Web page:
“Beekeeping has always been one of the island’s traditional professions,” she adds. “But with both bees and beekeepers dying off, it’s a craft that’s rapidly being lost. Which is a shame, because not only does beekeeping contribute to both the island and beyond, it also teaches exponents many valuable skills: financial management, product making and marketing, problem-solving, community engagement, resilience and adaptability, customer service, environmental awareness, and leadership.”

Funded by Glocal, supported by the Pears Foundation, and taking place with the kind cooperation of the Ecophysis Bee and Nature Education Centre, this non-profit venture is the first of its kind on the island, and the current Queen Bees are the inaugural group.

“We began by visiting the Larnaca shelter, and introducing the idea to the girls,” explains Charlotte. “There was great interest; beekeeping is an in almost international practice, a cultural connector. But this was the first time the girls had come across the profession, and they were fascinated. We showed them photos, talked about the skills involved, and six signed up immediately!”

Today, these six are almost at the end of their time at the Ecophysis Centre in the village of Vavla. Working with the Centre’s Director, Georgia Shoshilou, and its Chief Beekeeper, Costas Stylianou – both of whom are passionate about bees and beekeeping – the young women have been introduced to a host of valuable skills.

five queen bee participants heading to the hive for inspection in the fields at ecophysis.
Queen Bee Participants heading to the hive for inspection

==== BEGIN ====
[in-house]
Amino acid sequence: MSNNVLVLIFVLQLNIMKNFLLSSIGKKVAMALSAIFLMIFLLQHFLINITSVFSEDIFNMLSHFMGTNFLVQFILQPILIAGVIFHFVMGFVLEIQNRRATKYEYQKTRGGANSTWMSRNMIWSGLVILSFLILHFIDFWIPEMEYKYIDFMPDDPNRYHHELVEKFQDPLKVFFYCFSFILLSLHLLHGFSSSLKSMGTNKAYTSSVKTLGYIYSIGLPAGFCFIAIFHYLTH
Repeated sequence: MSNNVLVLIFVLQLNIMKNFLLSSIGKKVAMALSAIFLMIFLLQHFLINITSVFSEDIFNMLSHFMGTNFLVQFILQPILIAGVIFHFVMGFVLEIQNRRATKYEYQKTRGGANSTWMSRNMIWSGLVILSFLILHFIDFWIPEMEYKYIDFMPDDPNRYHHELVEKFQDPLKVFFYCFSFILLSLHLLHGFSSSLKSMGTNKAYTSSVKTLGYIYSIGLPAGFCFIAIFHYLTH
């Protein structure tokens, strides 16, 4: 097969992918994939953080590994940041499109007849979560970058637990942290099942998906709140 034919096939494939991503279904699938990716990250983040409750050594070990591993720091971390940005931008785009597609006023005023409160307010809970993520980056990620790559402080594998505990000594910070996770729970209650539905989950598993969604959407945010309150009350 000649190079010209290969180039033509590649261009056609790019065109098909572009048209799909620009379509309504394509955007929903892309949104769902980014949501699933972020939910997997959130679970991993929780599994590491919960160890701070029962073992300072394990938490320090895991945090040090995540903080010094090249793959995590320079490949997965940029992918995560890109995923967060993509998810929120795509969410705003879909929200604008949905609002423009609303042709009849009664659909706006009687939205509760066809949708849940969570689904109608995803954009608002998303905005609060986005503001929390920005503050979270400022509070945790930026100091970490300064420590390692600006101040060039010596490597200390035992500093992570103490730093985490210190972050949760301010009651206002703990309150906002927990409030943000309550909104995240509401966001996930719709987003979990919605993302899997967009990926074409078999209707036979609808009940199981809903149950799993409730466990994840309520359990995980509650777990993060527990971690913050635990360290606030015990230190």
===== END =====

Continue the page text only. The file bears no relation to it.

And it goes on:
“Over two weeks, we’ve learnt about bee behaviours and safety, about the different types of honey and the plants needed to produce them, about how the seasons affect the swarm,” Charlotte reveals. “The girls have extracted frames, and learnt how the harvest becomes the jar of honey you see on the shelf. They’ve made bee hotels too, taking the extra clay back to the shelter to make another for their temporary home. And they also made their own balms and candles from wax and the by-products of honey production.”

“That was my favourite day,” says 16-year-old Grace, bouncing over to us. “I think I would like to make these things in the future! And then I shall promote them on social media, I think.”

“They’ve also enjoyed associated workshops, such as wildlife photography and label making, along with a host of activities designed to encourage confidence, resilience and connection and reduce stress,” Charlotte continues. “And, at the same time, we’ve had classes in financial literacy, marketing, and product development.”

In September, the same group will enjoy a follow-up programme, packed with more of the same. “This will allow us to gauge the impact and helpfulness of Queen Bees,” says Charlotte. “It’s the first project of its kind in Cyprus, so we certainly have an eye on the future.

“It’s possible,” she concludes, looking fondly at her charges, “that the next generation of Cyprus’ beekeepers might be among this group. If the past is anything to go by, more than a few of these girls will gain residency and remain on the island. It’s good to know that not only have we taught them transferrable skills that can contribute to local society, but that also, one or more might sustain the important legacy that is beekeeping in Cyprus…”

 

For more information or to donate to the project, visit the Queen Bee gofundme page